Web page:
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Endocr Pract. 2013 Mar-Apr;19(2):219-25. doi: 10.4158/EP12207.OR.

Primary hyperparathyroidism is associated with subclinical peripheral neural alterations.

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Divisão de Endocrinologia e Diabetes, Hospital Agamenon Magalhães - SUS, Universidade de Pernambuco, Recife, Brazil.



Some case reports have suggested primary hyperparathyroidism (PHPT) and peripheral polyneuropathy (PPN) are associated; however, there are no reports of studies examining this possible relationship. The aim of this study was to evaluate peripheral nerve conduction in subjects with PHPT.


The study involved 17 patients with PHPT. Mean patient age was 60.5 ± 12.9 years, serum calcium concentration was 11.5 ± 1.0 mg/dL, and the serum parathyroid hormone (PTH) level was 315 ± 569 pg/dL. The control group comprised 17 individuals without PHPT. The mean age of controls was 60.8 ± 12.5 years and the serum calcium concentration was 9.8 ± 0.3 mg/dL. Motor and sensory nerve conduction was assessed by electroneurography (ENG).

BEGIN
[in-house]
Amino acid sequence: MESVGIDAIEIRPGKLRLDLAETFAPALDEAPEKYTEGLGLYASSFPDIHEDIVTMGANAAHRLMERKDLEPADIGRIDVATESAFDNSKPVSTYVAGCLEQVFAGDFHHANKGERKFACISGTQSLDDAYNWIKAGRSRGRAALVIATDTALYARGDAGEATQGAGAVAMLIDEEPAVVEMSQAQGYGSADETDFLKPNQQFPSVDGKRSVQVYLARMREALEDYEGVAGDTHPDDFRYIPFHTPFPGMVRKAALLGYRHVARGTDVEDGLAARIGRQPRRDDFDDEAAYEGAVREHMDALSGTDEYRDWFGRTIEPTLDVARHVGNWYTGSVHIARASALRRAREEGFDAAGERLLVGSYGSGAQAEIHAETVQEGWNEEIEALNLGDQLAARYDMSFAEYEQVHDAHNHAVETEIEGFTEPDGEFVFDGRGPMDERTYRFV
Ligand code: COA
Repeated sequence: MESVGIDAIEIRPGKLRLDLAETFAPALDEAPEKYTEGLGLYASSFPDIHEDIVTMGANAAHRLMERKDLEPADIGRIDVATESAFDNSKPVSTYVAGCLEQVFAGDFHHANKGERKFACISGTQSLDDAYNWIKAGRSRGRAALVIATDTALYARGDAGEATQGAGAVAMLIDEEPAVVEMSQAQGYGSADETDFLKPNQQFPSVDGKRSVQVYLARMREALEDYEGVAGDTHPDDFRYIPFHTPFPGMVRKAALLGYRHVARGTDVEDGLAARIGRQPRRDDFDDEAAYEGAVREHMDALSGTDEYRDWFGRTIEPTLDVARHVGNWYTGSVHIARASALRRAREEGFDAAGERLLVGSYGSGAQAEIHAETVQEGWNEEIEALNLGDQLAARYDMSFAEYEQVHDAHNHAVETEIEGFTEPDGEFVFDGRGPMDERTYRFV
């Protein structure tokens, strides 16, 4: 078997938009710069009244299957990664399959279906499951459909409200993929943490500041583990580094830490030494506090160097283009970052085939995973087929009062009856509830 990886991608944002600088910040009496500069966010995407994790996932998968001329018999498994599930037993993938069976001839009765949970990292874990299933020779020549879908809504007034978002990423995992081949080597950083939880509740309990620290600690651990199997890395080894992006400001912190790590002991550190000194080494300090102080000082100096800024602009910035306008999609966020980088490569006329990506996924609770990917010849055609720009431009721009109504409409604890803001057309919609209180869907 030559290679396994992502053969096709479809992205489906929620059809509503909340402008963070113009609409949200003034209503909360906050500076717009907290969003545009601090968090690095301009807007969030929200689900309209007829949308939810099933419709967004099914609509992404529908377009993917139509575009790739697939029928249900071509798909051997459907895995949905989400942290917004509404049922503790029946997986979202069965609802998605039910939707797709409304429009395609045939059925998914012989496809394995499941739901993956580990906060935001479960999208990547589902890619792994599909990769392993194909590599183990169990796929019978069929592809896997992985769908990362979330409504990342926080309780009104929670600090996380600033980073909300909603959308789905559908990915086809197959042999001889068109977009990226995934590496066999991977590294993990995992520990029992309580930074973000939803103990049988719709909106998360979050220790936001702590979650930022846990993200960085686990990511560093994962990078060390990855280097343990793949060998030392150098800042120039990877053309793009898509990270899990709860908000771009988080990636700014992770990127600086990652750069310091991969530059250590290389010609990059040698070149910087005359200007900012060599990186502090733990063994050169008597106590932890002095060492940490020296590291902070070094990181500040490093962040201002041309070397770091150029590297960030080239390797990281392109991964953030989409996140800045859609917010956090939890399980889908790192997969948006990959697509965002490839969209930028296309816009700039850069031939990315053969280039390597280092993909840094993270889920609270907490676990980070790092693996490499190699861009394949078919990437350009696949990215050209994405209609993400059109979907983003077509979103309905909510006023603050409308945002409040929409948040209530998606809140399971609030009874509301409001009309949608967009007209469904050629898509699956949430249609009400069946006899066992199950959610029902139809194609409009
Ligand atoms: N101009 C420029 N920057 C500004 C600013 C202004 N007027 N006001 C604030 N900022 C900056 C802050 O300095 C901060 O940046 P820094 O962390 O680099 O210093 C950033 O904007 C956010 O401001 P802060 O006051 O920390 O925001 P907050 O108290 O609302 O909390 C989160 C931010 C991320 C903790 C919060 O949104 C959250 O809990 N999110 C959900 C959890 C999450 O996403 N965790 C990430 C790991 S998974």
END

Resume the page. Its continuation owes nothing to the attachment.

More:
The following ENG parameters differed significantly between the PHPT and control groups: right (R) sural sensory nerve action potential conduction velocity (52.7 ± 6.3 m/s versus 58.0 ± 8.0 m/s; P = .041); R median compound muscle action potential (CMAP) amplitude (7.4 ± 1.6 mV versus 8.9 ± 1.7 mV; P = .002); R median CMAP latency (4.3 ± 1.2 ms versus 3.6 ± 0.6 ms; P = .032); R tibial CMAP latency (4.2 ± 1.1 ms versus 3.3 ± 0.4 ms; P = .001). The neurological examination was normal in all patients.


Our data demonstrate an association between PHPT and peripheral neurological alterations, consistent with subclinical sensory-motor PPN.

[Indexed for MEDLINE]

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